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I know of a baker who specializes in wedding cakes that could possibly give you some perspective on just such a moral dilemma.
Not sure what you mean there. Are they vegan but work for a baker that uses eggs?
Personally I see a difference in ordinary foods and items that just for fashion and not at all needs
 

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Discussion Starter · #8 ·
Not sure what you mean there. Are they vegan but work for a baker that uses eggs?
Personally I see a difference in ordinary foods and items that just for fashion and not at all needs
I think Lippy was referring to the case when a baker refused to make a wedding cake for a same-sex couple due to religious views. A "classic" dilemma between a job and personal beliefs.
 

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I'm a freelance graphic designer, so I can understand your dilemma. If it's not your main source of income, perhaps you can be a little more selective on whom your clients are/will be, but on the other hand if you are trying to build your business, it's tough to turn down work that could lead to other work via word of mouth. I think each individual has to decide where the line is for them personally. I would probably feel pretty conflicted with such a client as well, to be honest; merino wool is not, by nature, cruelty free, and even regular wool is often obtained from animals that wind up in the meat industry as well :(
 

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I guess (?) you are suggesting I separate the work from ethics completely. However, I don't see myself making an ad campaign for a meat producer. In such a case, I would not be able to make this separation. So where's the line?
That certainly is what I first thought, but I couldn't see how wanting to deny people their rights can be compared to not wanting to participate in animal exploitation.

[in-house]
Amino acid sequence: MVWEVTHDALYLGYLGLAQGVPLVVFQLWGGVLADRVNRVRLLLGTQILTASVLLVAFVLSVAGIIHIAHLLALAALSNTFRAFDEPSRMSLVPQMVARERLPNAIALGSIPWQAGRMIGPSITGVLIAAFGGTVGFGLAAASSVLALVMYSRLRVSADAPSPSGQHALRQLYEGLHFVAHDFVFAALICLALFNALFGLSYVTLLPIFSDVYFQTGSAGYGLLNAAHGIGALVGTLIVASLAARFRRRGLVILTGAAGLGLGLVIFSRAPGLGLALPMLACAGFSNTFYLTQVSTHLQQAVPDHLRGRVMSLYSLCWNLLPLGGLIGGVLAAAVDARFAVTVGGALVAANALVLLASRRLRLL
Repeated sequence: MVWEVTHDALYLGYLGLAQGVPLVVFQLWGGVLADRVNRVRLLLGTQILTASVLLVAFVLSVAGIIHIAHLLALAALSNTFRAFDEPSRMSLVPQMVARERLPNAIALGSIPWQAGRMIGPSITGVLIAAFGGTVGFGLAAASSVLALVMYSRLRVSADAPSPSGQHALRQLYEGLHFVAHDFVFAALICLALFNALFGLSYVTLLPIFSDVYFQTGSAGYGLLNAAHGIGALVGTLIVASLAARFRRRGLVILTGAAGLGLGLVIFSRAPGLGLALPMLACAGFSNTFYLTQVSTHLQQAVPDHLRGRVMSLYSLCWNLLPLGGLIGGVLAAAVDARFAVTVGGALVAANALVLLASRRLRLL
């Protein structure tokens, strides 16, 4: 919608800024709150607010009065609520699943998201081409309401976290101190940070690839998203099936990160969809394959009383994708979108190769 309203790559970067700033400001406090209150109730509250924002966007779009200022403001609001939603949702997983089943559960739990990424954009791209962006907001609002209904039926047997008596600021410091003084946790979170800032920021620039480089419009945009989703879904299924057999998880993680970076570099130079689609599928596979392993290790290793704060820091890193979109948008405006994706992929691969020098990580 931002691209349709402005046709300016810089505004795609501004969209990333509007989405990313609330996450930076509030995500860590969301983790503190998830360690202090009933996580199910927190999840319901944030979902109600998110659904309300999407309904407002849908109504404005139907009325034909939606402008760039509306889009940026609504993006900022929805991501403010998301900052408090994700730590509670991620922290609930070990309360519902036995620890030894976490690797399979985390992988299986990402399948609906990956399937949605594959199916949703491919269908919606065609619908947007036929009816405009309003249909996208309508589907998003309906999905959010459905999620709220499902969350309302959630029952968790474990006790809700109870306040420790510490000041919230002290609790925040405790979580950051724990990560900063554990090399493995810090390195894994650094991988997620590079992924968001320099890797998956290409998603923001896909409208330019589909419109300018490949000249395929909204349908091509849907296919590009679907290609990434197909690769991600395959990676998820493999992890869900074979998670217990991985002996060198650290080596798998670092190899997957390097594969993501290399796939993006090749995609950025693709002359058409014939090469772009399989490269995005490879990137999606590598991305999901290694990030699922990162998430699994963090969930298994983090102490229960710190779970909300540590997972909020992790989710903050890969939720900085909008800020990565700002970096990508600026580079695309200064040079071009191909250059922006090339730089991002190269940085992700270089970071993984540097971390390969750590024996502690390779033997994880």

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That certainly is what I first thought, but I couldn't see how wanting to deny people their rights can be compared to not wanting to participate in animal exploitation.
The OP expressed a moral dilemma. She provides a professional service to the public. A member of the public wants to hire her to perform her service. As it happens, the OP finds the customer is going to use her service in support of an activity she finds morally objectionable. This activity is not illegal. The activity in question falls within all rights and benefits of being a citizen. Still, she feels the activity is morally objectionable.

Wedding cakes and photography.


I am not suggesting one make either choice. I am suggesting one should make a consistent choice.
To wit:
Service providers offering services to the public have an obligation to serve all of the public
-OR-
Service providers offering services to the public are free to withhold services to some of the public if they engage in morally objectionable, but not illegal, activities.
 
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Discussion Starter · #12 ·
Yes, Lippy, thank you, this is exactly what I have in mind. The choice between the 1 OR 2 options is not that obvious for me. For every situation where I would choose 2, there is one where I would prefer 1. So being consistent is actually almost impossible :(